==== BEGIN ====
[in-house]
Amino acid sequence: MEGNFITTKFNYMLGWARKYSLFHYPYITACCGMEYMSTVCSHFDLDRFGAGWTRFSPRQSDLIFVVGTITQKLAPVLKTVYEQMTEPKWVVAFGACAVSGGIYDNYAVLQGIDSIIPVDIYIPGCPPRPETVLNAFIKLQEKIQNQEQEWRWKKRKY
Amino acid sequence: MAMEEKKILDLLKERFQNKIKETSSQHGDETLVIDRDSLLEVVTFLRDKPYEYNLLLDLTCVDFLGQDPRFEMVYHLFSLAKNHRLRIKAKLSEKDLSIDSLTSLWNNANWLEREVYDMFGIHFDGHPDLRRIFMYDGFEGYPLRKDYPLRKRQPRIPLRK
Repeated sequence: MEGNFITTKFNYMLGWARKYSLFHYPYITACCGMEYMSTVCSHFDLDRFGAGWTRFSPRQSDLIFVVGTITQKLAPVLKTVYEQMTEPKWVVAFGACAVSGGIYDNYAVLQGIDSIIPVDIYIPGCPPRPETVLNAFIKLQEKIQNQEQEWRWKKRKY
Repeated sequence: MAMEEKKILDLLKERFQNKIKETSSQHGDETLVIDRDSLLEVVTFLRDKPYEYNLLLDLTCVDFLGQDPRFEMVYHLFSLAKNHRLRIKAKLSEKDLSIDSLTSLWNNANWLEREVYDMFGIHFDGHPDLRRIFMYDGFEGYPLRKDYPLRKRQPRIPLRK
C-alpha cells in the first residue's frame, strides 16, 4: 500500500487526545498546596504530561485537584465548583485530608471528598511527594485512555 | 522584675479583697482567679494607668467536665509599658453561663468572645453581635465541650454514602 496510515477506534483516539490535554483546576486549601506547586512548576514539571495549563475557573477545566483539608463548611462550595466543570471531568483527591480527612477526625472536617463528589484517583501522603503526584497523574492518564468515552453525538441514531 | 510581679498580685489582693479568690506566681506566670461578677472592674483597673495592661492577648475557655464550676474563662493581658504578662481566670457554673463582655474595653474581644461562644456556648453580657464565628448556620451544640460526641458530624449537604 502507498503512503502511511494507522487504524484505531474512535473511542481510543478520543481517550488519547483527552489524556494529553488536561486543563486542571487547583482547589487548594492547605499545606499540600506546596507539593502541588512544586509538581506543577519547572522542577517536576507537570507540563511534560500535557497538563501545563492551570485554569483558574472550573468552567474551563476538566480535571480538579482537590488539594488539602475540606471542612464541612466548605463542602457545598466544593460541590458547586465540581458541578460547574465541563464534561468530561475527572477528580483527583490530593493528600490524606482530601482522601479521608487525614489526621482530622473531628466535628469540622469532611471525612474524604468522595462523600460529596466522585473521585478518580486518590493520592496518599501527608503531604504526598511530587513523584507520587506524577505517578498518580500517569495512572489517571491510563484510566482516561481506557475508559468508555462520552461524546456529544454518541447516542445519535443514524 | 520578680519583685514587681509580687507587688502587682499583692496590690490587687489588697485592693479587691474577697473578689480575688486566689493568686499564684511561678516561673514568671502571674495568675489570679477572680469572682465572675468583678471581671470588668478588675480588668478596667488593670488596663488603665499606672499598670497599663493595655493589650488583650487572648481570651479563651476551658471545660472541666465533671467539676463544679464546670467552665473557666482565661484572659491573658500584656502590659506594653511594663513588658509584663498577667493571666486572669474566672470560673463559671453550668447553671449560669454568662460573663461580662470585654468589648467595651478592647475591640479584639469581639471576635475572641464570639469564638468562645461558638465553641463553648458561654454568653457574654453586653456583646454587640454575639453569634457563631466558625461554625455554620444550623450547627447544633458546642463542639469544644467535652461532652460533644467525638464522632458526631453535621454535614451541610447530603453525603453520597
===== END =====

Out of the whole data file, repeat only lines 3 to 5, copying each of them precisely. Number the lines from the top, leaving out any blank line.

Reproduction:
Amino acid sequence: MAMEEKKILDLLKERFQNKIKETSSQHGDETLVIDRDSLLEVVTFLRDKPYEYNLLLDLTCVDFLGQDPRFEMVYHLFSLAKNHRLRIKAKLSEKDLSIDSLTSLWNNANWLEREVYDMFGIHFDGHPDLRRIFMYDGFEGYPLRKDYPLRKRQPRIPLRK
Repeated sequence: MEGNFITTKFNYMLGWARKYSLFHYPYITACCGMEYMSTVCSHFDLDRFGAGWTRFSPRQSDLIFVVGTITQKLAPVLKTVYEQMTEPKWVVAFGACAVSGGIYDNYAVLQGIDSIIPVDIYIPGCPPRPETVLNAFIKLQEKIQNQEQEWRWKKRKY
Repeated sequence: MAMEEKKILDLLKERFQNKIKETSSQHGDETLVIDRDSLLEVVTFLRDKPYEYNLLLDLTCVDFLGQDPRFEMVYHLFSLAKNHRLRIKAKLSEKDLSIDSLTSLWNNANWLEREVYDMFGIHFDGHPDLRRIFMYDGFEGYPLRKDYPLRKRQPRIPLRK